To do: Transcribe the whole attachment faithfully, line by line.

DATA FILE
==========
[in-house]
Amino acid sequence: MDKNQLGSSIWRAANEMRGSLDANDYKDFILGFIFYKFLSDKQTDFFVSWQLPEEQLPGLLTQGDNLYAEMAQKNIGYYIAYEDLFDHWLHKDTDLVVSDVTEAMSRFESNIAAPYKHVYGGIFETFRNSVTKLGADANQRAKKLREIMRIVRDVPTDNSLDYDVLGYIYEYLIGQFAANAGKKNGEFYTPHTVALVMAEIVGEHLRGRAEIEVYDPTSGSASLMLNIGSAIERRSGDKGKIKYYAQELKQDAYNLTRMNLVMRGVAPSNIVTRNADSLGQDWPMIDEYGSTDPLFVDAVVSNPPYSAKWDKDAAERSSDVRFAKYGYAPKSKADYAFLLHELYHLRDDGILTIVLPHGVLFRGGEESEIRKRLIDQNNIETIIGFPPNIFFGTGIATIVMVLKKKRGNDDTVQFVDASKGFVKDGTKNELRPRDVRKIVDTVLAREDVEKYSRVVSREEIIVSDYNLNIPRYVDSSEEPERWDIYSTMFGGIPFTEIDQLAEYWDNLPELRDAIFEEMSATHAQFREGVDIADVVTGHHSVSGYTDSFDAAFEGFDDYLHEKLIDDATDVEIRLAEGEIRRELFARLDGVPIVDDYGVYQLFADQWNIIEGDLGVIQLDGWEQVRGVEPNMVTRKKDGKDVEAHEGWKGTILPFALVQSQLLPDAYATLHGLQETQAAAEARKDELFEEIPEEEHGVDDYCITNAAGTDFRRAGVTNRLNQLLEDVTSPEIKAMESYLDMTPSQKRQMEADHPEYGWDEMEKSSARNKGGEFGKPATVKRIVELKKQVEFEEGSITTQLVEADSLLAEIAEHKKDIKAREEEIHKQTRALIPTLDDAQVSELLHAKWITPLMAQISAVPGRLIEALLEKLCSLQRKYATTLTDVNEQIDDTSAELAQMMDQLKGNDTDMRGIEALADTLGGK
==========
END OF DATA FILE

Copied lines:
[in-house]
Amino acid sequence: MDKNQLGSSIWRAANEMRGSLDANDYKDFILGFIFYKFLSDKQTDFFVSWQLPEEQLPGLLTQGDNLYAEMAQKNIGYYIAYEDLFDHWLHKDTDLVVSDVTEAMSRFESNIAAPYKHVYGGIFETFRNSVTKLGADANQRAKKLREIMRIVRDVPTDNSLDYDVLGYIYEYLIGQFAANAGKKNGEFYTPHTVALVMAEIVGEHLRGRAEIEVYDPTSGSASLMLNIGSAIERRSGDKGKIKYYAQELKQDAYNLTRMNLVMRGVAPSNIVTRNADSLGQDWPMIDEYGSTDPLFVDAVVSNPPYSAKWDKDAAERSSDVRFAKYGYAPKSKADYAFLLHELYHLRDDGILTIVLPHGVLFRGGEESEIRKRLIDQNNIETIIGFPPNIFFGTGIATIVMVLKKKRGNDDTVQFVDASKGFVKDGTKNELRPRDVRKIVDTVLAREDVEKYSRVVSREEIIVSDYNLNIPRYVDSSEEPERWDIYSTMFGGIPFTEIDQLAEYWDNLPELRDAIFEEMSATHAQFREGVDIADVVTGHHSVSGYTDSFDAAFEGFDDYLHEKLIDDATDVEIRLAEGEIRRELFARLDGVPIVDDYGVYQLFADQWNIIEGDLGVIQLDGWEQVRGVEPNMVTRKKDGKDVEAHEGWKGTILPFALVQSQLLPDAYATLHGLQETQAAAEARKDELFEEIPEEEHGVDDYCITNAAGTDFRRAGVTNRLNQLLEDVTSPEIKAMESYLDMTPSQKRQMEADHPEYGWDEMEKSSARNKGGEFGKPATVKRIVELKKQVEFEEGSITTQLVEADSLLAEIAEHKKDIKAREEEIHKQTRALIPTLDDAQVSELLHAKWITPLMAQISAVPGRLIEALLEKLCSLQRKYATTLTDVNEQIDDTSAELAQMMDQLKGNDTDMRGIEALADTLGGK